How to Get, Examine, and Compile the Raspbian Linux Kernel Source Code

One of the great features of the Raspberry Pi is that the source code for the operating system (with the exception of some firmware code) is open for all to see and alter. I consider it a rite of passage for Linux folks to do this although in recent years it has become rather rare that it is necessary - just using the prepackaged kernels seems to work very well.

The truly wonderful aspect of having the source code is that the curious mind can learn in detail how a modern operating system works. The Linux code, written in C with some assembly code, is the result of decades of refinement by thousands of outstanding programmers. The kernel source code is also the ultimate documentation of how your programs must interact with the linux operating system.

A summary of how to download and compile the Raspbian kernel code is at The clone step brings in a 1.4 GB directory tree under the name linux. The compilation process on a Raspberry Pi 3 takes about 90 minutes using all 4 cores. During that time my Pi core temperature increased from about 50 Celsius to nearly 90 Celsius, close to the maximum tolerable. That Pi did not have the heat sinks supplied by CanaKit which makes me feel that those heat sinks are probably a good idea.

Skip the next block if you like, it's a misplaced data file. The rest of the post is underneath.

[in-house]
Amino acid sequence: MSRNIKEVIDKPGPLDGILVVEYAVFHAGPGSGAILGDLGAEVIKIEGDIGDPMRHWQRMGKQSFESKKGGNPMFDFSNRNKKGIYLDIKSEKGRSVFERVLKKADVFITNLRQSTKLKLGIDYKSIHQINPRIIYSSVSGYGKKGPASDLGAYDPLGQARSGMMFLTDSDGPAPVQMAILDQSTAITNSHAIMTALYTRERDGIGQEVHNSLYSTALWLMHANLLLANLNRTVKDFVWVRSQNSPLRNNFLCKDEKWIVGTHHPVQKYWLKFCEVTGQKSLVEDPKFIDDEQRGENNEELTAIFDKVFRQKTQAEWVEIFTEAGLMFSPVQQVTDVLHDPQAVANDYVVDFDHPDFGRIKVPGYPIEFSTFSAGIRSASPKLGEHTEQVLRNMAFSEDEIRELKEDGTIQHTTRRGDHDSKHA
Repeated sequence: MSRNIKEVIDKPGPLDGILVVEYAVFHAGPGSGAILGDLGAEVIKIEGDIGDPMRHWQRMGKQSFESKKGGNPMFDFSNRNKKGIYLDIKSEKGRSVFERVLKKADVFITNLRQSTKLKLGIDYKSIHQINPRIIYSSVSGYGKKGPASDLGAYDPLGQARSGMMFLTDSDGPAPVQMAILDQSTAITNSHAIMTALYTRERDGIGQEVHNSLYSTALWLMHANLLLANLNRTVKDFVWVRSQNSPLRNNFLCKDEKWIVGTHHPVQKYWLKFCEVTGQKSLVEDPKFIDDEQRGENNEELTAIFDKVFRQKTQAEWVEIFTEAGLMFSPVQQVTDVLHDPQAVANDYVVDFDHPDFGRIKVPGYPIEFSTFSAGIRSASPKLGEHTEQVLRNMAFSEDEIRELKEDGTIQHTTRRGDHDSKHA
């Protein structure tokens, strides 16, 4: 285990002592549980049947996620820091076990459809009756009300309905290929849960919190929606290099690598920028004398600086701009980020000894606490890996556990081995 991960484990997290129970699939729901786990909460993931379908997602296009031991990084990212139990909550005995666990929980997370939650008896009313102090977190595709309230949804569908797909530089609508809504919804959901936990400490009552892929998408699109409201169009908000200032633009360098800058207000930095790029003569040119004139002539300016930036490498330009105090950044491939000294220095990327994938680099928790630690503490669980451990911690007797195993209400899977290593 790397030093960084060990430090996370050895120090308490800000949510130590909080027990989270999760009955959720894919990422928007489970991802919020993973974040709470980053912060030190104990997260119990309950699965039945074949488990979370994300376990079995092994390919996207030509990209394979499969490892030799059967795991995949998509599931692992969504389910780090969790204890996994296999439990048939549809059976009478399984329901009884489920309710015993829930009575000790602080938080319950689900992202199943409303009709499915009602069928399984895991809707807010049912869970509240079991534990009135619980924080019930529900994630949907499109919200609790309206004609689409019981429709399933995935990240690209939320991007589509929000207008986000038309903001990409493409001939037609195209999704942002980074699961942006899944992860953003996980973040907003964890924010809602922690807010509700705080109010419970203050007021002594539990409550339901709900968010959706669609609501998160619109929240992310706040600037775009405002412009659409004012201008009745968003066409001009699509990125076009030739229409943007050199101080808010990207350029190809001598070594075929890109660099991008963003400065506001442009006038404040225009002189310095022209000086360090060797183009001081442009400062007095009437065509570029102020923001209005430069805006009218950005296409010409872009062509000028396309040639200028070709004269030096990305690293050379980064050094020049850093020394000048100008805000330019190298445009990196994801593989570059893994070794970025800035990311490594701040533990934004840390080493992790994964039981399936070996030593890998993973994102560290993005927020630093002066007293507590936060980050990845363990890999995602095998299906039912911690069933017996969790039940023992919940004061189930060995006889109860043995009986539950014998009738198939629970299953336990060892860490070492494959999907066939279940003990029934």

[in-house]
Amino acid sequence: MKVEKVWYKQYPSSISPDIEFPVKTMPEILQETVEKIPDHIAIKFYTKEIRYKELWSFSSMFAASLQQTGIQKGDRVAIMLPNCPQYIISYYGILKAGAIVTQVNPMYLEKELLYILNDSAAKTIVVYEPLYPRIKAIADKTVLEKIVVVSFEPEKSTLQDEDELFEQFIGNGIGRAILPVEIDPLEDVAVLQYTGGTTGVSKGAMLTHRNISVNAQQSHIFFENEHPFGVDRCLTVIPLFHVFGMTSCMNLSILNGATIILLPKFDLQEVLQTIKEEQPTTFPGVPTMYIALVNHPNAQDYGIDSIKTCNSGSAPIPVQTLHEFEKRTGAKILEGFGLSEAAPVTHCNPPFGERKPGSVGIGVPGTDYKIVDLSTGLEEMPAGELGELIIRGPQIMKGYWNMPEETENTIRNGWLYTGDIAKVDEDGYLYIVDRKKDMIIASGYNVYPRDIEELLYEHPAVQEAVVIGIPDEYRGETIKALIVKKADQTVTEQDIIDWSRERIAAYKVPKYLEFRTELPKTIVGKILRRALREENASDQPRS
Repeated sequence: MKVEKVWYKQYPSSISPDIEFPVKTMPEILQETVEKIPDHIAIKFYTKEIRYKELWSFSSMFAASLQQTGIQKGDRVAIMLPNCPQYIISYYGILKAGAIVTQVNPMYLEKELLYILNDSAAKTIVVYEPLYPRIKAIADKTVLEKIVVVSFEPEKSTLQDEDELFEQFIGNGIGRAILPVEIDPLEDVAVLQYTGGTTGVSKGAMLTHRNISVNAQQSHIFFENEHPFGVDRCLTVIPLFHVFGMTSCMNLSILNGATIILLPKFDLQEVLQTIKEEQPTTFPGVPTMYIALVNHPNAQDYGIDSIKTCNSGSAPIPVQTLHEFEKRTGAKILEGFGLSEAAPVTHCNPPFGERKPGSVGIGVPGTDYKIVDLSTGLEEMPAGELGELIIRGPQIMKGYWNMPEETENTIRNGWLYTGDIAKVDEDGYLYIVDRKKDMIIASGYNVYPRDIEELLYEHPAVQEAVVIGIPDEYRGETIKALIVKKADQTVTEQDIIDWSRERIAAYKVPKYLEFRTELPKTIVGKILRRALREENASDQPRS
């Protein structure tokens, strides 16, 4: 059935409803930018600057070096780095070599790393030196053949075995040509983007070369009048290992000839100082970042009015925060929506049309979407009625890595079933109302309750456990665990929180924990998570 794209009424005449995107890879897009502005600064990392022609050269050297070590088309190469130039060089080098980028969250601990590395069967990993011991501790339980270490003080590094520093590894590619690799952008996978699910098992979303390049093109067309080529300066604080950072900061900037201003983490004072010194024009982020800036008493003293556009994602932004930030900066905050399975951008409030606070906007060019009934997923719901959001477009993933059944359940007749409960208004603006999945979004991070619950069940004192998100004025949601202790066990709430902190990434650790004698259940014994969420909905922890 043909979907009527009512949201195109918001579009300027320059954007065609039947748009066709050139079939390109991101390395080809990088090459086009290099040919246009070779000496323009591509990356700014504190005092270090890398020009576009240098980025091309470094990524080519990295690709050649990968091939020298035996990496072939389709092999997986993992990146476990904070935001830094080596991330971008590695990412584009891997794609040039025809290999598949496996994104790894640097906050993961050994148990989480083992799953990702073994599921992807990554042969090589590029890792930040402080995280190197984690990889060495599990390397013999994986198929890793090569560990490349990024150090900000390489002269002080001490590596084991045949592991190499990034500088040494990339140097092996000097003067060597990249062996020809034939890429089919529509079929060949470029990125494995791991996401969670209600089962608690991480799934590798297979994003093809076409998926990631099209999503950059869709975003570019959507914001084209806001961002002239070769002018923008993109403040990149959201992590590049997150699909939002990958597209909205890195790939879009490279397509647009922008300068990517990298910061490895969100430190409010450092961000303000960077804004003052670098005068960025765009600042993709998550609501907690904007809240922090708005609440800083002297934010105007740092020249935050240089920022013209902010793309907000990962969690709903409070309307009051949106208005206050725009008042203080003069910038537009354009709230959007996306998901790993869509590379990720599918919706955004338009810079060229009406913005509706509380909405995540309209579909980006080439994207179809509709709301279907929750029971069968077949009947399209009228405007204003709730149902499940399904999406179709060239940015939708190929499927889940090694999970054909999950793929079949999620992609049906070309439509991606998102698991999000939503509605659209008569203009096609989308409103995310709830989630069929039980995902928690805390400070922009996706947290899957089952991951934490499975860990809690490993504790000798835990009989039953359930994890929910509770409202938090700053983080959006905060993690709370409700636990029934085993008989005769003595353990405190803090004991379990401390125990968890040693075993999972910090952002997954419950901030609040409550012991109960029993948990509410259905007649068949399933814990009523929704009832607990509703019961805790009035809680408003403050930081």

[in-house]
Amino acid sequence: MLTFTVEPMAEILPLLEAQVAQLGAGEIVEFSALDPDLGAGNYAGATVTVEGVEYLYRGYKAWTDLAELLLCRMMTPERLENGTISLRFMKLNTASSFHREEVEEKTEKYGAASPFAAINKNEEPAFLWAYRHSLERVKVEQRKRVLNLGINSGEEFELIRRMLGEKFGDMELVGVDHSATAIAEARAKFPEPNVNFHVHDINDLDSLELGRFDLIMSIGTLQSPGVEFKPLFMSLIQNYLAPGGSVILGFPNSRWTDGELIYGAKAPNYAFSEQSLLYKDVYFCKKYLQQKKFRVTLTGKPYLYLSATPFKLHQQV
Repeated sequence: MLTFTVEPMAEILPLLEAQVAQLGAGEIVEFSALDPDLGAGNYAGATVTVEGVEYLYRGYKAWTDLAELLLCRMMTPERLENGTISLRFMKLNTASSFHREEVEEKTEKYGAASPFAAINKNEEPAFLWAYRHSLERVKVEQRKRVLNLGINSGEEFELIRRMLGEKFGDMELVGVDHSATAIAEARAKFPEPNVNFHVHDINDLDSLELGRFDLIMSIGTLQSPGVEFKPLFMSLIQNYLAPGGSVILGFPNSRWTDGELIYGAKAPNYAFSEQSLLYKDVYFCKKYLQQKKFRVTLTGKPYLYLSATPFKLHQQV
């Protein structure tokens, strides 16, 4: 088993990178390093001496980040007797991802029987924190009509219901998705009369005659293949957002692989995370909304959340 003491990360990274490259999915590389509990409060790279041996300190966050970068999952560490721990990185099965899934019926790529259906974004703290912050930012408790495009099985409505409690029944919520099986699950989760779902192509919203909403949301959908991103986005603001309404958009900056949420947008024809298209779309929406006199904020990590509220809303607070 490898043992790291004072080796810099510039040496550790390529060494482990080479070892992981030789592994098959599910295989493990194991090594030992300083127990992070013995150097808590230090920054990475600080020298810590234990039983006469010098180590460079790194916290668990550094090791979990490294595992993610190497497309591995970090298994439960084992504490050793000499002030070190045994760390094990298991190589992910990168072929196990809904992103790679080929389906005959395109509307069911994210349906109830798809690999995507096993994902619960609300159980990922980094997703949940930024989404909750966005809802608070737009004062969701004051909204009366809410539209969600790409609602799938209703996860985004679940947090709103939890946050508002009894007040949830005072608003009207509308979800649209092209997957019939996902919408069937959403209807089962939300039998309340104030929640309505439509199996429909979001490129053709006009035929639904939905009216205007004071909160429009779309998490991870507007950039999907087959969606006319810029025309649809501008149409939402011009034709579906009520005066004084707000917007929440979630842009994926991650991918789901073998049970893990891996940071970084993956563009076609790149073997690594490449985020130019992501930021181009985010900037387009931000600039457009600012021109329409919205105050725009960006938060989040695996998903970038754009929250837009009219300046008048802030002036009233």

The exact mix of features compiled into the kernel is controlled by a file called .config which has thousands of lines specifying which features are to be left out, built into the kernel, or made into modules to be loaded as needed. More information is at

There, it is suggested to "Resist the temptation to enable or disable a lot of things on your first attempt...". This is important advice. In fact, it is a good idea to first try a practice run without making any changes at all to the original linux/.config. Many of the options may take some research to understand. Usually, somewhere you will find advice that in order to get some unusual device to work you must recompile a kernel with options XXX and YYY selected either as built in or as a modules.

In order to see what version of Linux you are currently using do:

	uname -a

And in order to see what .config was used for that kernel, do:

	sudo modprobe configs
	vi /proc/config.gz

Last updated: July 12, 2016

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